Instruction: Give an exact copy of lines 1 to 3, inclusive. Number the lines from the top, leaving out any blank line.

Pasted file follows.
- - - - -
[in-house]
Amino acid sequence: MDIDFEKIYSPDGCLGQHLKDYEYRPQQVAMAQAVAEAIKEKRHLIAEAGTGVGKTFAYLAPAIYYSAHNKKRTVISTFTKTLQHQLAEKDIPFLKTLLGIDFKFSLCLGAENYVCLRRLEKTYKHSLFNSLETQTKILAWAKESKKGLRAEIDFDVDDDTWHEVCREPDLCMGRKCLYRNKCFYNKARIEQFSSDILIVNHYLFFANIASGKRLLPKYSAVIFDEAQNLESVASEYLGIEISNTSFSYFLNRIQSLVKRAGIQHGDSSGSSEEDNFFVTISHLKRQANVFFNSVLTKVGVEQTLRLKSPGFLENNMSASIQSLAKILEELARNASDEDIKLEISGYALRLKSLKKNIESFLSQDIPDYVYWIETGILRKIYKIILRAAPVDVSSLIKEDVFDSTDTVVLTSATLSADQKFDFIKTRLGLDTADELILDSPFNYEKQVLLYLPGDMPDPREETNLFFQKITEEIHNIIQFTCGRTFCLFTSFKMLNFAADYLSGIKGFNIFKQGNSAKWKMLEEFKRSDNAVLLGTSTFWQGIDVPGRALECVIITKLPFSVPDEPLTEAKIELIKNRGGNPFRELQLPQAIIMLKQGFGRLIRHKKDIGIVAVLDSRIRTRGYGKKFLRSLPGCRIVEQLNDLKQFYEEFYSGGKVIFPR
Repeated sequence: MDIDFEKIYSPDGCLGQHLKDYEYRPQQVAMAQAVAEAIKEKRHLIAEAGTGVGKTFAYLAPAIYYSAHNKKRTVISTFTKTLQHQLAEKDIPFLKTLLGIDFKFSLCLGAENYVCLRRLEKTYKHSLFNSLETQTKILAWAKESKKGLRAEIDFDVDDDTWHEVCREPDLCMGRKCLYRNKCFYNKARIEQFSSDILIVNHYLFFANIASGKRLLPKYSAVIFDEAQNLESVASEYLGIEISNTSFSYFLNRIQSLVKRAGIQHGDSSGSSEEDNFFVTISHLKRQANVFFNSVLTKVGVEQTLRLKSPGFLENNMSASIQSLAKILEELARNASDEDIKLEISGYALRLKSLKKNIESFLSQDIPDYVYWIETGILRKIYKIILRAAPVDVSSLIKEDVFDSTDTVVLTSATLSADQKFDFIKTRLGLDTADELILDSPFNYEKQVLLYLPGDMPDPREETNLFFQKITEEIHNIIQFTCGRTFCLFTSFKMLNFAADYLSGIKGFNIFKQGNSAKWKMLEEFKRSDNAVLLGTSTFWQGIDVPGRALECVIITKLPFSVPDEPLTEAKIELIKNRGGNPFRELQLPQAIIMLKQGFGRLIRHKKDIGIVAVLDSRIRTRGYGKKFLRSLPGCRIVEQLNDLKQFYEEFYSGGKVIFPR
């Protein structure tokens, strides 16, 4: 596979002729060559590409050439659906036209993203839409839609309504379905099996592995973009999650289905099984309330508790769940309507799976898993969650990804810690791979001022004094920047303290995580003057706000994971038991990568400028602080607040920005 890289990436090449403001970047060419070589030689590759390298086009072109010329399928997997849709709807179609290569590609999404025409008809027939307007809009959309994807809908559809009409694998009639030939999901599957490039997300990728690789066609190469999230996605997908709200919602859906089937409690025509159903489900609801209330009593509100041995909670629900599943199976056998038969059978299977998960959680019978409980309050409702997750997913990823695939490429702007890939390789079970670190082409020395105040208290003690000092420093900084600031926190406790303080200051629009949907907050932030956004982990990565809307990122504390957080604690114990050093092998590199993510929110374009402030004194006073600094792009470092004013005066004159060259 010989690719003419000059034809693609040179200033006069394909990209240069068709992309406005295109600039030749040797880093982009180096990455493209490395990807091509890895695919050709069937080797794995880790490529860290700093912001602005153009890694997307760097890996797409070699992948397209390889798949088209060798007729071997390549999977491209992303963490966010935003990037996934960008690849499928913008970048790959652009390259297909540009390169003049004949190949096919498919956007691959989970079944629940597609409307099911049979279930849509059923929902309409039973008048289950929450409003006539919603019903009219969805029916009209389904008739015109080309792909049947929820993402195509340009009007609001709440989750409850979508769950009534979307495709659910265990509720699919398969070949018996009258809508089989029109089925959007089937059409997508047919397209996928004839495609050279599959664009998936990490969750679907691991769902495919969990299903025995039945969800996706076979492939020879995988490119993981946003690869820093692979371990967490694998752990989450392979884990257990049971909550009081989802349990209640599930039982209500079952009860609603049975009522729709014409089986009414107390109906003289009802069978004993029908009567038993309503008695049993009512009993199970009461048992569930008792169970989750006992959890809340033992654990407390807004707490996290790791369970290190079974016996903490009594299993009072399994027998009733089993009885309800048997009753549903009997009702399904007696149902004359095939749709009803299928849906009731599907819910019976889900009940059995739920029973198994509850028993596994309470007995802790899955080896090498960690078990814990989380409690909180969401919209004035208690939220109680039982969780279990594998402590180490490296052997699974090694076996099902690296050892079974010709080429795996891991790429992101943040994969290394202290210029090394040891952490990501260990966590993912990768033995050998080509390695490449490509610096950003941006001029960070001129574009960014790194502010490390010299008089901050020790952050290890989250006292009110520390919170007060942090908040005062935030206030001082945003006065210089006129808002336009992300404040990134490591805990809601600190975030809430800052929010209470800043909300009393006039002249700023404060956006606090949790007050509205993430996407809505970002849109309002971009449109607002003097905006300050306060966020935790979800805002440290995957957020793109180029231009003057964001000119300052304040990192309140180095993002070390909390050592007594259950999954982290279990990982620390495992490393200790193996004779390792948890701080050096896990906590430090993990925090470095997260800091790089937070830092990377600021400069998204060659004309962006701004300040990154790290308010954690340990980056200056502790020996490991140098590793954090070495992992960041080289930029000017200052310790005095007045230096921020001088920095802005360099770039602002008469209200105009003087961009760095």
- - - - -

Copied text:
[in-house]
Amino acid sequence: MDIDFEKIYSPDGCLGQHLKDYEYRPQQVAMAQAVAEAIKEKRHLIAEAGTGVGKTFAYLAPAIYYSAHNKKRTVISTFTKTLQHQLAEKDIPFLKTLLGIDFKFSLCLGAENYVCLRRLEKTYKHSLFNSLETQTKILAWAKESKKGLRAEIDFDVDDDTWHEVCREPDLCMGRKCLYRNKCFYNKARIEQFSSDILIVNHYLFFANIASGKRLLPKYSAVIFDEAQNLESVASEYLGIEISNTSFSYFLNRIQSLVKRAGIQHGDSSGSSEEDNFFVTISHLKRQANVFFNSVLTKVGVEQTLRLKSPGFLENNMSASIQSLAKILEELARNASDEDIKLEISGYALRLKSLKKNIESFLSQDIPDYVYWIETGILRKIYKIILRAAPVDVSSLIKEDVFDSTDTVVLTSATLSADQKFDFIKTRLGLDTADELILDSPFNYEKQVLLYLPGDMPDPREETNLFFQKITEEIHNIIQFTCGRTFCLFTSFKMLNFAADYLSGIKGFNIFKQGNSAKWKMLEEFKRSDNAVLLGTSTFWQGIDVPGRALECVIITKLPFSVPDEPLTEAKIELIKNRGGNPFRELQLPQAIIMLKQGFGRLIRHKKDIGIVAVLDSRIRTRGYGKKFLRSLPGCRIVEQLNDLKQFYEEFYSGGKVIFPR
Repeated sequence: MDIDFEKIYSPDGCLGQHLKDYEYRPQQVAMAQAVAEAIKEKRHLIAEAGTGVGKTFAYLAPAIYYSAHNKKRTVISTFTKTLQHQLAEKDIPFLKTLLGIDFKFSLCLGAENYVCLRRLEKTYKHSLFNSLETQTKILAWAKESKKGLRAEIDFDVDDDTWHEVCREPDLCMGRKCLYRNKCFYNKARIEQFSSDILIVNHYLFFANIASGKRLLPKYSAVIFDEAQNLESVASEYLGIEISNTSFSYFLNRIQSLVKRAGIQHGDSSGSSEEDNFFVTISHLKRQANVFFNSVLTKVGVEQTLRLKSPGFLENNMSASIQSLAKILEELARNASDEDIKLEISGYALRLKSLKKNIESFLSQDIPDYVYWIETGILRKIYKIILRAAPVDVSSLIKEDVFDSTDTVVLTSATLSADQKFDFIKTRLGLDTADELILDSPFNYEKQVLLYLPGDMPDPREETNLFFQKITEEIHNIIQFTCGRTFCLFTSFKMLNFAADYLSGIKGFNIFKQGNSAKWKMLEEFKRSDNAVLLGTSTFWQGIDVPGRALECVIITKLPFSVPDEPLTEAKIELIKNRGGNPFRELQLPQAIIMLKQGFGRLIRHKKDIGIVAVLDSRIRTRGYGKKFLRSLPGCRIVEQLNDLKQFYEEFYSGGKVIFPR